Second term change

In 1999 John Howard's government held a referendum on whether Australia should become a republic and have a President instead of a Queen. However, John Howard did not support the referendum and urged people to vote no. The Australian Labor Party opposition led by Kim Beazley criticised John Howard's handling of the 1998 Australian Waterfront Dispute.

In 1999, Howard led a United Nations force into East Timor (INTERFET), to help them set up an independent democracy.

Third term change

John Howard and Colin Powell in 2003

After the September 11 attacks, John Howard was involved in world issues. He was close with George W. Bush who was the leader of the United States. George Bush called John Howard a "key ally". John Howard sent SAS troops to Afghanistan and Iraq to support the United States, and signed a free trade agreement with the United States. Despite this alliance, Australia remained fairly neutral on Israel and Palestine.

Like before Howard, Australian trade with Asia got bigger while John Howard was leader. He invited the Chinese leader Hu Jintao to speak to the Australian Parliament for the first time. After the 2004 Boxing Day Tsunami, John Howard called the President of Indonesia and offered a billion dollars to help. John Howard increased immigration a lot and people came to Australia from all over the world, but he tried to stop boats of people coming without asking for visas first.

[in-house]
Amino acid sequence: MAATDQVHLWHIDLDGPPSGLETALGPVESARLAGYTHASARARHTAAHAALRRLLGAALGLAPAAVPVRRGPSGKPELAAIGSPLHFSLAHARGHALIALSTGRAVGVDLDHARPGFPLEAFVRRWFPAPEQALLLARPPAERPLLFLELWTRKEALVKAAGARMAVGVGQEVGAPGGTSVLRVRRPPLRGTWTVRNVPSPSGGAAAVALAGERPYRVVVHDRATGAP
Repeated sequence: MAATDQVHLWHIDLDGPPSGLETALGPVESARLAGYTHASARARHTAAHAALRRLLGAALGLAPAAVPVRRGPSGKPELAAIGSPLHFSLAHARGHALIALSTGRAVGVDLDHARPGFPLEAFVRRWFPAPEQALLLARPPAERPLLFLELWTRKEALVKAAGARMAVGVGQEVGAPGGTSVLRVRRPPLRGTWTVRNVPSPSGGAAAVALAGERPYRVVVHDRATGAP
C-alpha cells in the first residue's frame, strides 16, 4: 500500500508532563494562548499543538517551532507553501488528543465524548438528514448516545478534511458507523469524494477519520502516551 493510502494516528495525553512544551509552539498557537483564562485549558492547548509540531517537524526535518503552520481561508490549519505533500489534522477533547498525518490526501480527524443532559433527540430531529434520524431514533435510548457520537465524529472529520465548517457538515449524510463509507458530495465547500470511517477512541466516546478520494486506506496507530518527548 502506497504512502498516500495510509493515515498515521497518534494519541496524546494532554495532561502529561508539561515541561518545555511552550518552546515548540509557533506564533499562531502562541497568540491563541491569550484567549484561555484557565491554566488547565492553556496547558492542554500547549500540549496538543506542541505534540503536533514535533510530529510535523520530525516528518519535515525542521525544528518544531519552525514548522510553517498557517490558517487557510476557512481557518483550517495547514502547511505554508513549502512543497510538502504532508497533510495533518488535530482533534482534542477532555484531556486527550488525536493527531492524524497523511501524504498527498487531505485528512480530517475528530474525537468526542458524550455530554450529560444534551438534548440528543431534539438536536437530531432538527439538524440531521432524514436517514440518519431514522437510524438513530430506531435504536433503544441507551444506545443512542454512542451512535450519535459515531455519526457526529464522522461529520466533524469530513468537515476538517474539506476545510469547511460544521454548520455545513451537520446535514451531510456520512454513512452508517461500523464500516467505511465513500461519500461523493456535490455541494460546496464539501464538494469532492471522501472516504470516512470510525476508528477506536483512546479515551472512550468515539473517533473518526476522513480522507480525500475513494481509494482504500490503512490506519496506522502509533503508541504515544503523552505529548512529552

Fourth term change

John Howard with Vladimir Putin at the 2007 APEC sumit

In 2005, he made it easier for bosses to get rid of workers by introducing the controversial WorkChoices industrial legislation introduced by his Workplace Relations Minister Kevin Andrews. This upset people and the Labor Party became more popular. On 24 November 2007, Kevin Rudd won an election and John Howard stopped being Prime Minister. John Howard also lost his seat in the Parliament to the Labor Party candidate Maxine McKew, a former ABC TV journalist.[8]

References change

  1. 1.0 1.1 1.2 "Australia's Prime Ministers - Fast Facts - Howard". Archived from the original on 15 May 2009. Retrieved 12 March 2009.
  2. "Australia's Prime Ministers - Meet a PM - Howard". Archived from the original on 15 October 2004. Retrieved 12 March 2009.
  3. Garran 2004, p. 10
  4. Van Onselen & Errington 2007, pp. 7–9
  5. Peter Van Onselen, Wayne Errington, John Winston Howard: The Definitive Biography, p. 2-4
  6. Kelly, Paul (19 May 1999), "The Common Man as Prime Minister", The Australian
  7. "Tin soldered for the King in Howard's home", Sydney Morning Herald, 19 June 2006, retrieved 9 November 2013
  8. "How Labor's machine won Asian votes for McKew - National -". 13 December 2007. Retrieved 12 March 2009.
Prime Ministers of Australia  
Barton | Deakin | Watson | Reid | Fisher | Cook | Hughes | Bruce | Scullin | Lyons | Page | Menzies | Fadden | Curtin | Forde | Chifley | Holt | McEwen | Gorton | McMahon | Whitlam | Fraser | Hawke | Keating | Howard | Rudd | Gillard | Abbott | Turnbull | Morrison | Albanese